:)

    EDIT; Now four mentions. AI's story shows up in a Google Search.
    Is it possible the results you get in a Google search are totally different from another person?  Just curious given the times we live in and how many tech companies target users based on data they have gleaned to create personality profiles.
  • Reply 17 of 29
    gatorguygatorguy Posts: 19,321member
    MacPro said:
    gatorguy said:
    A Google search just now only found three other mentions besides Metro's. One in the Daily Mail yesterday and two in Australia. There may be other articles but they aren't coming up in  a quick search.  There's lots of old stuff tho, with rumors going back to 2016 that it's in the plans. If they report it long enough it's guaranteed to be true eventually. There's always next year.
    :)

    EDIT; Now four mentions. AI's story shows up in a Google Search.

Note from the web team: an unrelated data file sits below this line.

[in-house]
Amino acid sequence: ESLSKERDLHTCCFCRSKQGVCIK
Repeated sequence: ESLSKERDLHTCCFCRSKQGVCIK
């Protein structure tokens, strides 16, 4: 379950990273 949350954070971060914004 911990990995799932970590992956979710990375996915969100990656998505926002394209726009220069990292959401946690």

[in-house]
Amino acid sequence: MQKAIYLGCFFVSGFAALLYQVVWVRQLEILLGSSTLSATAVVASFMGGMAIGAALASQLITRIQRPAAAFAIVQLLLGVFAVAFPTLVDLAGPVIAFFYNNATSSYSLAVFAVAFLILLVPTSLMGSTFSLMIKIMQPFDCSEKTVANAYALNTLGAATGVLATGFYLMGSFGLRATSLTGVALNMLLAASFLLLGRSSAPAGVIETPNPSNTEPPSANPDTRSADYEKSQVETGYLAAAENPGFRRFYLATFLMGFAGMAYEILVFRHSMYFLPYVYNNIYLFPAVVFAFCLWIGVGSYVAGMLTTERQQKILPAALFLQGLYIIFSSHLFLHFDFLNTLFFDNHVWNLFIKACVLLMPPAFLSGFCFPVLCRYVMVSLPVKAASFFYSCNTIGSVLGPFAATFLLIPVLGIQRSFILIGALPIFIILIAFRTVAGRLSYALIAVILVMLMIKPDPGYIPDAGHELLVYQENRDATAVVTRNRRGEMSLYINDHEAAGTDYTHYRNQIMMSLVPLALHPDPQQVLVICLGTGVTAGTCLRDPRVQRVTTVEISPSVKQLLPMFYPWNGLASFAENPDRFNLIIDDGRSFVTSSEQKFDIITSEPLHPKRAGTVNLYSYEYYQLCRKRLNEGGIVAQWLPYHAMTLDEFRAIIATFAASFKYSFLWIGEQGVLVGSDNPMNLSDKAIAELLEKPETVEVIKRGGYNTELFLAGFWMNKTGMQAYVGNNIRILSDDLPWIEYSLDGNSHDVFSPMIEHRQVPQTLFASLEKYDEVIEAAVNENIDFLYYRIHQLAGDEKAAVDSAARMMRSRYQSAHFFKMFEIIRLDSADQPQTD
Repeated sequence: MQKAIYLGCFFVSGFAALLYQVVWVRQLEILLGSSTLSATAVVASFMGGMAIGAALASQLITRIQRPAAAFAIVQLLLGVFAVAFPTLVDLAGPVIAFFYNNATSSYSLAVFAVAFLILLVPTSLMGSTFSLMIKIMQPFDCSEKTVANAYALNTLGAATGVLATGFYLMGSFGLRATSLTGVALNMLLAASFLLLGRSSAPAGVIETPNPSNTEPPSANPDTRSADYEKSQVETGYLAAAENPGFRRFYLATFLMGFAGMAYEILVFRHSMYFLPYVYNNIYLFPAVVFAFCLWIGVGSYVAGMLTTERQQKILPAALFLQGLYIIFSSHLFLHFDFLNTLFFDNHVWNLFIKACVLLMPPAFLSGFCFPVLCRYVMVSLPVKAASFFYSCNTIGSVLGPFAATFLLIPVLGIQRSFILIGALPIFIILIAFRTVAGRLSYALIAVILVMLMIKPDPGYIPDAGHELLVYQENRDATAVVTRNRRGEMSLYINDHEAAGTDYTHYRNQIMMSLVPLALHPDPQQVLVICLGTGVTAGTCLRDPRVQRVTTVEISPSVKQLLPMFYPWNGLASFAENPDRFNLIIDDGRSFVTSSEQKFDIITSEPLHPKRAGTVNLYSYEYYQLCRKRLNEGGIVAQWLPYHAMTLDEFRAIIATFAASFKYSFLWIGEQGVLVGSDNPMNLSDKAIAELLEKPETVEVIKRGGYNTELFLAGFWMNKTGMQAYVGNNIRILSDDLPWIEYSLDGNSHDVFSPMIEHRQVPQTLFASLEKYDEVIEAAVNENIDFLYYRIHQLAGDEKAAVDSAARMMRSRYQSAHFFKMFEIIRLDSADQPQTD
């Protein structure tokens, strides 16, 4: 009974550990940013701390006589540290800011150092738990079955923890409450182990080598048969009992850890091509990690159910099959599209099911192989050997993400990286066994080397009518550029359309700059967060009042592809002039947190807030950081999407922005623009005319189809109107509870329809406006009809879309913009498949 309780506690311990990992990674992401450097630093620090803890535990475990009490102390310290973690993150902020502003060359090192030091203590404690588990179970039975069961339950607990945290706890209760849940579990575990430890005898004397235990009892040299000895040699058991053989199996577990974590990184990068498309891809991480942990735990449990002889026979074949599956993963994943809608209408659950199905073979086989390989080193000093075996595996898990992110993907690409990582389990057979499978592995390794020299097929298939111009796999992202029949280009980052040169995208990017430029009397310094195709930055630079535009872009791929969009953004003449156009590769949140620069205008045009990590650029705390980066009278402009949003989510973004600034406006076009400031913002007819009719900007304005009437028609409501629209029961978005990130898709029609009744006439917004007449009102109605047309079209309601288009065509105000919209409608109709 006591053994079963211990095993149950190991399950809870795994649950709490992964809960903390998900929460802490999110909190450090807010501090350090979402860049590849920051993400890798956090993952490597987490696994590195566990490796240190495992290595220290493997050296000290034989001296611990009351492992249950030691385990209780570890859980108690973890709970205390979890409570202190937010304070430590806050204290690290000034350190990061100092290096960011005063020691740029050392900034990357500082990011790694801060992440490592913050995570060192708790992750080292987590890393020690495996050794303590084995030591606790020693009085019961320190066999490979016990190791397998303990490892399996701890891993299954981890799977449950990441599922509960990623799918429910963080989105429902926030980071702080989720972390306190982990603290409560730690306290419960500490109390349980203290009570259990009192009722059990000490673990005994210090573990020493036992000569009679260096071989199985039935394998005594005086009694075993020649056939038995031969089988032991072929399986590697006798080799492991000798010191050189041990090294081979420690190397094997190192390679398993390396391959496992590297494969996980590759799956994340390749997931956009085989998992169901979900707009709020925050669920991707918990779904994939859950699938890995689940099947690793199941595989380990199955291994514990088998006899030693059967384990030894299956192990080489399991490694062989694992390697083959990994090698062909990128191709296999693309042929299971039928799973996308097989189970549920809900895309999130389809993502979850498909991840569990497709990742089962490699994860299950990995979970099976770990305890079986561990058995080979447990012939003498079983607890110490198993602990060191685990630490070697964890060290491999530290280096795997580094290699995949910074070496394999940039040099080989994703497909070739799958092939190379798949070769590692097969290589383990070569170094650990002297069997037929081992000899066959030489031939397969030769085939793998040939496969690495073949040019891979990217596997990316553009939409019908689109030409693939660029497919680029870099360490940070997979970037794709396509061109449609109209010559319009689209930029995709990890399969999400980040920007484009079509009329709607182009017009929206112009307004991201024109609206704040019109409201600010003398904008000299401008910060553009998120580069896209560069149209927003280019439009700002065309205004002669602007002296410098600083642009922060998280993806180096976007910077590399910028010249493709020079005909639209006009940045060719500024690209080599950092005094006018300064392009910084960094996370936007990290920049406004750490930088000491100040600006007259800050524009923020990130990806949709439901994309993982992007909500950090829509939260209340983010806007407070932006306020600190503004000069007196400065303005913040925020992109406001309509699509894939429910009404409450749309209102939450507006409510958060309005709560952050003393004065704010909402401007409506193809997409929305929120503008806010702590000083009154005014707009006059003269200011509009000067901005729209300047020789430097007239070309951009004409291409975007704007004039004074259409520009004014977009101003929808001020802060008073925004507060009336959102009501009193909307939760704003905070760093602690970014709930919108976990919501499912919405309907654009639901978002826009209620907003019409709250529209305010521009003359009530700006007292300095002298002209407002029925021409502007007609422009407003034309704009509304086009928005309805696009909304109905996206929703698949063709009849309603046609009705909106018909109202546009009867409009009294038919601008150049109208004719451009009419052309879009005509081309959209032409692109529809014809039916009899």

Is it possible the results you get in a Google search are totally different from another person?  Just curious given the times we live in and how many tech companies target users based on data they have gleaned to create personality profiles.
    Well I would certainly hope that my search results are tailored towards what I want to find out/look up/research based on past history.

    For instance if you were to begin typing in "Google" in the search bar your auto-complete might offer up "sucks" while I'd likely be looking for something a bit more specific and not see that particular result.  That's supposed to be one of the advantages to Google logging my search history. The more I use it the more accurate the search results should be, and it doesn't use my "personality" to do so. LOL. 

    Of course my search history has a number of "not me's" in there since I rarely bother to log out of my Google account before letting another family member/friend do a lookup so it might not be quite as good as it could be if it was only me using it.